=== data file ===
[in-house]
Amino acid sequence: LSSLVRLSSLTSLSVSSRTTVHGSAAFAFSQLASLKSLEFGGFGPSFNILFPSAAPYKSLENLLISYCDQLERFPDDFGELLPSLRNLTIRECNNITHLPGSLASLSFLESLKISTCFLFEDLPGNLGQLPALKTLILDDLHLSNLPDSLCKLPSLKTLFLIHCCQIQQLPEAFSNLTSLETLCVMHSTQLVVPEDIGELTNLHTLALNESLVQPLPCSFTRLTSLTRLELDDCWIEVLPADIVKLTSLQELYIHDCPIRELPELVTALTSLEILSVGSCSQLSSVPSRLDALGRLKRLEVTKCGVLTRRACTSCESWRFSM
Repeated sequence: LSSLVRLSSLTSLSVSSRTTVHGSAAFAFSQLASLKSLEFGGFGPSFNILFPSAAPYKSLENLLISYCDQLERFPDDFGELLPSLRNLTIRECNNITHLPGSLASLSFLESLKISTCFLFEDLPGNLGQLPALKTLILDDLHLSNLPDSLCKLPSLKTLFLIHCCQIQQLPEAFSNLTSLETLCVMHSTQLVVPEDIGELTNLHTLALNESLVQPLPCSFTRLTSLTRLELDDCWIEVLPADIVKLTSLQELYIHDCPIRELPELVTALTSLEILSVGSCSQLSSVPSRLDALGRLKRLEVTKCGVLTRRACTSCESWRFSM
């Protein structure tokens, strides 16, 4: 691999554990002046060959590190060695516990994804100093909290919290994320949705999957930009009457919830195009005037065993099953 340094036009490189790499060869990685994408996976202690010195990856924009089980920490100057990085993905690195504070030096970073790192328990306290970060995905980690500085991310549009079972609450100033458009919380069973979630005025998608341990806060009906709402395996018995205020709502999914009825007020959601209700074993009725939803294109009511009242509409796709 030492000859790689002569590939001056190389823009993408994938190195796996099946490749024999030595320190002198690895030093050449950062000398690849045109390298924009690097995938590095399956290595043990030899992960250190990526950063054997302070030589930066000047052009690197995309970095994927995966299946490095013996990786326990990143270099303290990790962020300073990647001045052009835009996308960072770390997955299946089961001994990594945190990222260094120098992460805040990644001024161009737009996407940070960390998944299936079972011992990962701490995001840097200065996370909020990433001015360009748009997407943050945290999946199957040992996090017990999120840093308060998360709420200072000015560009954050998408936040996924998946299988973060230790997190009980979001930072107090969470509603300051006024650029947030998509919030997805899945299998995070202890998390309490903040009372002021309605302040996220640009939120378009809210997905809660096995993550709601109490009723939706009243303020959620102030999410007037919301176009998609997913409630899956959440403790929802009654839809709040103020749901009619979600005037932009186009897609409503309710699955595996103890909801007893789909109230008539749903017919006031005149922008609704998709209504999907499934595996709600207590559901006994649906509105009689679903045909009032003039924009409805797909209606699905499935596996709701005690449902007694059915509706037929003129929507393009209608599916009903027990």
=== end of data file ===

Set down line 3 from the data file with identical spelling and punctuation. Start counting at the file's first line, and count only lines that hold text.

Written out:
Repeated sequence: LSSLVRLSSLTSLSVSSRTTVHGSAAFAFSQLASLKSLEFGGFGPSFNILFPSAAPYKSLENLLISYCDQLERFPDDFGELLPSLRNLTIRECNNITHLPGSLASLSFLESLKISTCFLFEDLPGNLGQLPALKTLILDDLHLSNLPDSLCKLPSLKTLFLIHCCQIQQLPEAFSNLTSLETLCVMHSTQLVVPEDIGELTNLHTLALNESLVQPLPCSFTRLTSLTRLELDDCWIEVLPADIVKLTSLQELYIHDCPIRELPELVTALTSLEILSVGSCSQLSSVPSRLDALGRLKRLEVTKCGVLTRRACTSCESWRFSM